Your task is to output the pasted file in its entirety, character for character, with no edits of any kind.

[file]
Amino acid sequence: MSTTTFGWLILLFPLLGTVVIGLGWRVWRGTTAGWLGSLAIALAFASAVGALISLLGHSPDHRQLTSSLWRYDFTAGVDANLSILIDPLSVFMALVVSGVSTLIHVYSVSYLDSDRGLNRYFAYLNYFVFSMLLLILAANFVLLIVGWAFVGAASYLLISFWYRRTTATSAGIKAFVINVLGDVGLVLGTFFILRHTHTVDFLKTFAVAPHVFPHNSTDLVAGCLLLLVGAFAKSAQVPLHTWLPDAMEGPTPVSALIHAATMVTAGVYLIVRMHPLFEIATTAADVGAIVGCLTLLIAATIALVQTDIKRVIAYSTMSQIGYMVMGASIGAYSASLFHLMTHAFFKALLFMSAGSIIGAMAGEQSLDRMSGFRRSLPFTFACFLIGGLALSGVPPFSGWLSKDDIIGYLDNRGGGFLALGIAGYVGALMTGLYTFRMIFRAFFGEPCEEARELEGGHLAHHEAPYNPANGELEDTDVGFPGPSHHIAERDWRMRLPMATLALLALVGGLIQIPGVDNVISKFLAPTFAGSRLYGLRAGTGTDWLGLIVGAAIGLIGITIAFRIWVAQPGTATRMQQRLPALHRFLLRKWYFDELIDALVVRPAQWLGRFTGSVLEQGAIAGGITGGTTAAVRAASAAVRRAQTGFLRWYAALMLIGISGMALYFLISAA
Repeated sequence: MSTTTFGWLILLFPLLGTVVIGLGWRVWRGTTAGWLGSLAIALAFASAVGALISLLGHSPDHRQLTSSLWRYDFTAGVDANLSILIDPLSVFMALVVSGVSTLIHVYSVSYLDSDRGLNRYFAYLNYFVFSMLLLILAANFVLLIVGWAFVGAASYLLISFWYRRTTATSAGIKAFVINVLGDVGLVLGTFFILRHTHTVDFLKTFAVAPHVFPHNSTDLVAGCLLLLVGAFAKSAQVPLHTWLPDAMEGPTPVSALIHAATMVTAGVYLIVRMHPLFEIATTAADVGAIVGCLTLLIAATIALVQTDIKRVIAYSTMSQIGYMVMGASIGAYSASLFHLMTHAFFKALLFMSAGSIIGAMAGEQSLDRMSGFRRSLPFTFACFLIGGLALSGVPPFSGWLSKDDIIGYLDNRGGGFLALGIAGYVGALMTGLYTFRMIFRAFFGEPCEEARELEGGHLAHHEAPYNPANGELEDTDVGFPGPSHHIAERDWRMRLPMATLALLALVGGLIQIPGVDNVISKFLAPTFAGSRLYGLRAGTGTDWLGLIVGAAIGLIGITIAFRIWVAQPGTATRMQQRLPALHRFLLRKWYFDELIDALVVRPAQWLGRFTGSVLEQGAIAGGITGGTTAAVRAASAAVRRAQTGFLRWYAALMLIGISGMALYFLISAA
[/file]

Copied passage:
Amino acid sequence: MSTTTFGWLILLFPLLGTVVIGLGWRVWRGTTAGWLGSLAIALAFASAVGALISLLGHSPDHRQLTSSLWRYDFTAGVDANLSILIDPLSVFMALVVSGVSTLIHVYSVSYLDSDRGLNRYFAYLNYFVFSMLLLILAANFVLLIVGWAFVGAASYLLISFWYRRTTATSAGIKAFVINVLGDVGLVLGTFFILRHTHTVDFLKTFAVAPHVFPHNSTDLVAGCLLLLVGAFAKSAQVPLHTWLPDAMEGPTPVSALIHAATMVTAGVYLIVRMHPLFEIATTAADVGAIVGCLTLLIAATIALVQTDIKRVIAYSTMSQIGYMVMGASIGAYSASLFHLMTHAFFKALLFMSAGSIIGAMAGEQSLDRMSGFRRSLPFTFACFLIGGLALSGVPPFSGWLSKDDIIGYLDNRGGGFLALGIAGYVGALMTGLYTFRMIFRAFFGEPCEEARELEGGHLAHHEAPYNPANGELEDTDVGFPGPSHHIAERDWRMRLPMATLALLALVGGLIQIPGVDNVISKFLAPTFAGSRLYGLRAGTGTDWLGLIVGAAIGLIGITIAFRIWVAQPGTATRMQQRLPALHRFLLRKWYFDELIDALVVRPAQWLGRFTGSVLEQGAIAGGITGGTTAAVRAASAAVRRAQTGFLRWYAALMLIGISGMALYFLISAA
Repeated sequence: MSTTTFGWLILLFPLLGTVVIGLGWRVWRGTTAGWLGSLAIALAFASAVGALISLLGHSPDHRQLTSSLWRYDFTAGVDANLSILIDPLSVFMALVVSGVSTLIHVYSVSYLDSDRGLNRYFAYLNYFVFSMLLLILAANFVLLIVGWAFVGAASYLLISFWYRRTTATSAGIKAFVINVLGDVGLVLGTFFILRHTHTVDFLKTFAVAPHVFPHNSTDLVAGCLLLLVGAFAKSAQVPLHTWLPDAMEGPTPVSALIHAATMVTAGVYLIVRMHPLFEIATTAADVGAIVGCLTLLIAATIALVQTDIKRVIAYSTMSQIGYMVMGASIGAYSASLFHLMTHAFFKALLFMSAGSIIGAMAGEQSLDRMSGFRRSLPFTFACFLIGGLALSGVPPFSGWLSKDDIIGYLDNRGGGFLALGIAGYVGALMTGLYTFRMIFRAFFGEPCEEARELEGGHLAHHEAPYNPANGELEDTDVGFPGPSHHIAERDWRMRLPMATLALLALVGGLIQIPGVDNVISKFLAPTFAGSRLYGLRAGTGTDWLGLIVGAAIGLIGITIAFRIWVAQPGTATRMQQRLPALHRFLLRKWYFDELIDALVVRPAQWLGRFTGSVLEQGAIAGGITGGTTAAVRAASAAVRRAQTGFLRWYAALMLIGISGMALYFLISAA